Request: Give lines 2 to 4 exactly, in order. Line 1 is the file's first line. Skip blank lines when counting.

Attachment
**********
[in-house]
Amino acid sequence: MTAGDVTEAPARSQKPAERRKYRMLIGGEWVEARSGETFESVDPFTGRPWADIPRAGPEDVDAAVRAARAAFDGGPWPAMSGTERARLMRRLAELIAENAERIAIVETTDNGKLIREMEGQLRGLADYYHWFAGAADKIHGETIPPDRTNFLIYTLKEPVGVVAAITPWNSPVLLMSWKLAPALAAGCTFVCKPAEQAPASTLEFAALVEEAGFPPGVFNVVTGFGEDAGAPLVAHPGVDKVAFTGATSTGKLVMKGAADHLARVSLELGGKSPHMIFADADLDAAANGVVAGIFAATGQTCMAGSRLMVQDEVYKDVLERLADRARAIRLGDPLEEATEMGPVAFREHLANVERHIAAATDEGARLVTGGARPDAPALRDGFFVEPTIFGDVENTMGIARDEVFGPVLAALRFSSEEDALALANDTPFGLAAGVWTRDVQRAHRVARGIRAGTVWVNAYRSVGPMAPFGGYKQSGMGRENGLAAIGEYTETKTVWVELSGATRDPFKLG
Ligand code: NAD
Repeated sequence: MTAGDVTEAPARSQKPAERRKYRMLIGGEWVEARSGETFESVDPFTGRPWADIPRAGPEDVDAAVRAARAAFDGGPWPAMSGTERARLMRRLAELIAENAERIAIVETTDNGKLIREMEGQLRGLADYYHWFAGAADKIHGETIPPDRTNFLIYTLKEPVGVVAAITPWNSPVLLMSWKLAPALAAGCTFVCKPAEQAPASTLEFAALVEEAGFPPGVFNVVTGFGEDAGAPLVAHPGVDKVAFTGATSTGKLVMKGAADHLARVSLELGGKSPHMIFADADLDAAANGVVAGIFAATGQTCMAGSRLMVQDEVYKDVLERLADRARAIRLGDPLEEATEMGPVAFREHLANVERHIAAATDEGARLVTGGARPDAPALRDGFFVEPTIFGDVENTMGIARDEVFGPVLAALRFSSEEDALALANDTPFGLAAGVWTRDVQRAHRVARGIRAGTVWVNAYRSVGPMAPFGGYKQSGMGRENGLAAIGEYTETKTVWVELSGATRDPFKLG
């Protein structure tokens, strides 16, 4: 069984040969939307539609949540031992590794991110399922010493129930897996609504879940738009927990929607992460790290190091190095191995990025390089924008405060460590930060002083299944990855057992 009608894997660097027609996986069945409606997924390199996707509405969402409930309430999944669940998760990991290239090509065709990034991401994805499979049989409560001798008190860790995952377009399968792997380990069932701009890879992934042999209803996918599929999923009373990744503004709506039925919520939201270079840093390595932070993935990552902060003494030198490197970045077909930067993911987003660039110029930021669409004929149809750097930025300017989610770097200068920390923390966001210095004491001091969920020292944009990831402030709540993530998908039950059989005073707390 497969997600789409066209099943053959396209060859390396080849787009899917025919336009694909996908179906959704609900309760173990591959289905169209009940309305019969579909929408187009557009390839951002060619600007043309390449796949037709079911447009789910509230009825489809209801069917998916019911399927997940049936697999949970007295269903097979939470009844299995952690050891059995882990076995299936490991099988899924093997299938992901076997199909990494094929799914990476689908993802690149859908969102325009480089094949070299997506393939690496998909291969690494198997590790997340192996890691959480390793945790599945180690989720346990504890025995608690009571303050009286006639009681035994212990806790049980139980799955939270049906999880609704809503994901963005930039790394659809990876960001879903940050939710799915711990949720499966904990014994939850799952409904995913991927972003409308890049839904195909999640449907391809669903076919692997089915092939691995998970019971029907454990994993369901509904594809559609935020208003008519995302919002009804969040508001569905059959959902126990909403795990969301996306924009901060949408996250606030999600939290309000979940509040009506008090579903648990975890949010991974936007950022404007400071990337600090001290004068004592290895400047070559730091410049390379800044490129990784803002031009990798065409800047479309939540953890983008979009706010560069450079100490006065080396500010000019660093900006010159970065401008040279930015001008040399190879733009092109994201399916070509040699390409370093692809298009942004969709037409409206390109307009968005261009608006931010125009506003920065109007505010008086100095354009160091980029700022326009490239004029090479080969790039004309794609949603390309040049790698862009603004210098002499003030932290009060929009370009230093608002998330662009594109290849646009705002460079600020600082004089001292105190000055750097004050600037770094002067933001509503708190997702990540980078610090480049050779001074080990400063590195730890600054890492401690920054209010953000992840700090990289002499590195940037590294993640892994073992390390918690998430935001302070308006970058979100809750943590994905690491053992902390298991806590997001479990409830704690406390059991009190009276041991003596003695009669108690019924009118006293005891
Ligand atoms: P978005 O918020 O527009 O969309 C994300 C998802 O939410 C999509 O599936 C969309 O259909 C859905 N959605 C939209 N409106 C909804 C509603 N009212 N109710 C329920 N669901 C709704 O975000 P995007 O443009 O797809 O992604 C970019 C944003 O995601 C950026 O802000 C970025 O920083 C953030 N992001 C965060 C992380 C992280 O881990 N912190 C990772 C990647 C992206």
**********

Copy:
Amino acid sequence: MTAGDVTEAPARSQKPAERRKYRMLIGGEWVEARSGETFESVDPFTGRPWADIPRAGPEDVDAAVRAARAAFDGGPWPAMSGTERARLMRRLAELIAENAERIAIVETTDNGKLIREMEGQLRGLADYYHWFAGAADKIHGETIPPDRTNFLIYTLKEPVGVVAAITPWNSPVLLMSWKLAPALAAGCTFVCKPAEQAPASTLEFAALVEEAGFPPGVFNVVTGFGEDAGAPLVAHPGVDKVAFTGATSTGKLVMKGAADHLARVSLELGGKSPHMIFADADLDAAANGVVAGIFAATGQTCMAGSRLMVQDEVYKDVLERLADRARAIRLGDPLEEATEMGPVAFREHLANVERHIAAATDEGARLVTGGARPDAPALRDGFFVEPTIFGDVENTMGIARDEVFGPVLAALRFSSEEDALALANDTPFGLAAGVWTRDVQRAHRVARGIRAGTVWVNAYRSVGPMAPFGGYKQSGMGRENGLAAIGEYTETKTVWVELSGATRDPFKLG
Ligand code: NAD
Repeated sequence: MTAGDVTEAPARSQKPAERRKYRMLIGGEWVEARSGETFESVDPFTGRPWADIPRAGPEDVDAAVRAARAAFDGGPWPAMSGTERARLMRRLAELIAENAERIAIVETTDNGKLIREMEGQLRGLADYYHWFAGAADKIHGETIPPDRTNFLIYTLKEPVGVVAAITPWNSPVLLMSWKLAPALAAGCTFVCKPAEQAPASTLEFAALVEEAGFPPGVFNVVTGFGEDAGAPLVAHPGVDKVAFTGATSTGKLVMKGAADHLARVSLELGGKSPHMIFADADLDAAANGVVAGIFAATGQTCMAGSRLMVQDEVYKDVLERLADRARAIRLGDPLEEATEMGPVAFREHLANVERHIAAATDEGARLVTGGARPDAPALRDGFFVEPTIFGDVENTMGIARDEVFGPVLAALRFSSEEDALALANDTPFGLAAGVWTRDVQRAHRVARGIRAGTVWVNAYRSVGPMAPFGGYKQSGMGRENGLAAIGEYTETKTVWVELSGATRDPFKLG